Thanks to Danai Gurira’s play, ‘The Convert,’ we have a visual idea of what some of the first African converts to Christianity, such as Bernard Mizeki, went through to separate themselves from their beliefs and families.
Mizeki was an African Christian missionary and is widely regarded as a martyr with the official story being that he was killed for his Christian beliefs.
A new book by U.S. based Zimbabwean historian, Mhoze Chikowero, offers a counter narrative that will not go down well with the Anglican church, which has a boarding school and a shrine named after Mizeki. Thousands of congregants make an annual pilgrimage to the shrine which is located in Marondera.
The book, “African Music, Power, and Being in Colonial Zimbabwe” interrogates colonial narratives of music, colonialism, and African self-liberation.
On page 25-26, is the following excerpt about Mizeki:
“The Anglicans deployed Bernard Mizeki, a catechist, to evangelize among Ishe Mangwende’s VaNhowe people of east-central Zimbabwe in the mid-1890s. He was killed there in June 1896, and the church declared him a martyr and the first African saint in the country.
According to the official narrative, “during the Mashona rebellion against the Europeans and their African friends, Bernard was especially marked out, in part because he had offended the local witch doctor” (Granger 2012). The implication is that the catechist fell victim to the combined anticolonial and “heathen” fervor during the First Chimurenga.
A counterstory narrates how Mizeki targeted the VaNhowe people’s sacred hills for a mission station, desecrating the burial grounds of departed chiefs and erecting crosses at caves and groves that served as the people’s indigenous spiritual sites. In spite of the conflict his actions caused, Ishe Mangwende reportedly gave him his daughter in marriage.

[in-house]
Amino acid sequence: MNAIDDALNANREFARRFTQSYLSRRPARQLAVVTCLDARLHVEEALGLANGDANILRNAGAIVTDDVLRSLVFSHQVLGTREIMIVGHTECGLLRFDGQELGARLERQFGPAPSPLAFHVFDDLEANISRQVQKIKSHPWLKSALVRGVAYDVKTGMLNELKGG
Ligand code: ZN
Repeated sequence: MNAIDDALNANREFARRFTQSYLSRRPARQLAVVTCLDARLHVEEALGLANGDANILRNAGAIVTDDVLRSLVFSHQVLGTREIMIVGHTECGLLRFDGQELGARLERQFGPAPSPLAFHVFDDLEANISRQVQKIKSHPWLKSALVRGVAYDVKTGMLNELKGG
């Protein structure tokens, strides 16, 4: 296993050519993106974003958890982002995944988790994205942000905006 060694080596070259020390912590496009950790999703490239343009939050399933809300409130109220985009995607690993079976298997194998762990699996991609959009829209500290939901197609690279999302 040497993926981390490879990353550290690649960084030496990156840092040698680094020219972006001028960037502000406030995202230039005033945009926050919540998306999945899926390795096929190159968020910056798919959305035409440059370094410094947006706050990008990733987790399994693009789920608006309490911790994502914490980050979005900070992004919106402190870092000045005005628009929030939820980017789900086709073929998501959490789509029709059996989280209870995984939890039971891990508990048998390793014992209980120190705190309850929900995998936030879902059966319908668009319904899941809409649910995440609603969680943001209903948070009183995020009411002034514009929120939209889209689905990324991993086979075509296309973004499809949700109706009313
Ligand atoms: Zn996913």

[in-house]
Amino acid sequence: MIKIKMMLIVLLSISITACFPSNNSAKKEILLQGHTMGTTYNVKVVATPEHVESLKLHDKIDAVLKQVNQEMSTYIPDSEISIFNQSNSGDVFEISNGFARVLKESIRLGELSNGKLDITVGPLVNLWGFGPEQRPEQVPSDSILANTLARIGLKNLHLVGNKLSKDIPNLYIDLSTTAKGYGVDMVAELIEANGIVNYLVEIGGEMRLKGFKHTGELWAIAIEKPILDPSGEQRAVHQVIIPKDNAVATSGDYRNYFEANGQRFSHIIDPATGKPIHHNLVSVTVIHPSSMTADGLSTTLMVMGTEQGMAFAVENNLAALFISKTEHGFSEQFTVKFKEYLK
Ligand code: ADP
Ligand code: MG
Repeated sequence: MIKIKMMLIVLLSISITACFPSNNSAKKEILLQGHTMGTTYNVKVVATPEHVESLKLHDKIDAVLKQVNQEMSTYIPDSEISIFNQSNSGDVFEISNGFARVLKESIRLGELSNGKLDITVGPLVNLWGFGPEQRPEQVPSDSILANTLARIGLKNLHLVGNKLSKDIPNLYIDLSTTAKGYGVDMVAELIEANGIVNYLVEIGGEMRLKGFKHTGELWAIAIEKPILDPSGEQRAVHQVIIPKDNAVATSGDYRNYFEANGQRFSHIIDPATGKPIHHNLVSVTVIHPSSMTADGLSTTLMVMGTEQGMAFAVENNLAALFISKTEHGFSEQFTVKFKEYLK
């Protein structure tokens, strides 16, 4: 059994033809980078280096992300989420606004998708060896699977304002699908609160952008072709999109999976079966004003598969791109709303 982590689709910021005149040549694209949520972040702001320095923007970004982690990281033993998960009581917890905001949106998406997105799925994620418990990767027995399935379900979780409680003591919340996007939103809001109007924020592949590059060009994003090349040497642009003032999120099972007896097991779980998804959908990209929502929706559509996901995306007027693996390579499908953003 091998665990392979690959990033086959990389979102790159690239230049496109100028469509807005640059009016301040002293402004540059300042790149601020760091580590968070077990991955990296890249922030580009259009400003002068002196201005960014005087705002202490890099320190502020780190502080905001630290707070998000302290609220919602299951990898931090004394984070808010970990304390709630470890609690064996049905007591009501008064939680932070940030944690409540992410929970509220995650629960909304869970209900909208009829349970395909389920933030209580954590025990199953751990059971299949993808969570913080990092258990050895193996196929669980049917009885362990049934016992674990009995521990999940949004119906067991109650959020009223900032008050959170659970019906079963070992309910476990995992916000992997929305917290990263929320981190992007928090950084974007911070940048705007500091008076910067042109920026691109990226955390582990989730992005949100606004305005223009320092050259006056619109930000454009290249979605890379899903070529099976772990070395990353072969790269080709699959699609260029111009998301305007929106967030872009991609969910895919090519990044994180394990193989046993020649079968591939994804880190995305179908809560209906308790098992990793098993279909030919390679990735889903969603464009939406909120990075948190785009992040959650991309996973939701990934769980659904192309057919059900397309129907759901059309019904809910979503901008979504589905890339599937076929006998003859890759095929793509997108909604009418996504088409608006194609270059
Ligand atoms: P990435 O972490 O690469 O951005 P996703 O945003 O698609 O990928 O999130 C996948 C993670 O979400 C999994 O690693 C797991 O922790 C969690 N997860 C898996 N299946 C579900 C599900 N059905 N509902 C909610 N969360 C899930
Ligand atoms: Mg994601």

But, apparently unsatisfied, Mizeki is alleged to have gone on to sleep with the two wives of Mushawatu, the chief’s eldest son. Outraged, Mushawatu’s younger brothers, Gomwe and Muchemwa, ambushed and murdered Mizeki at night and burned his corpse, which they adjudged unfit to be buried in their land.
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For this crime, according to Mushawatu’s great-grandson Neddington Mushawatu, Mizeki’s white patrons shot Mushawatu and scattered his family. The Anglican Church allegedly shrouded this scandal in a conspiracy of silence and threats, identifying Mizeki as a saint and designating the place of his killing a holy shrine (Mushawatu, interview).”
In recent years there has been a global trend to retell history from different view points, offering a counter narrative to the often one-sided story of many ages past.
The Zimbabwe launch of the book took place at the Mbira Centre in Harare on July 12. – Zimbo Jam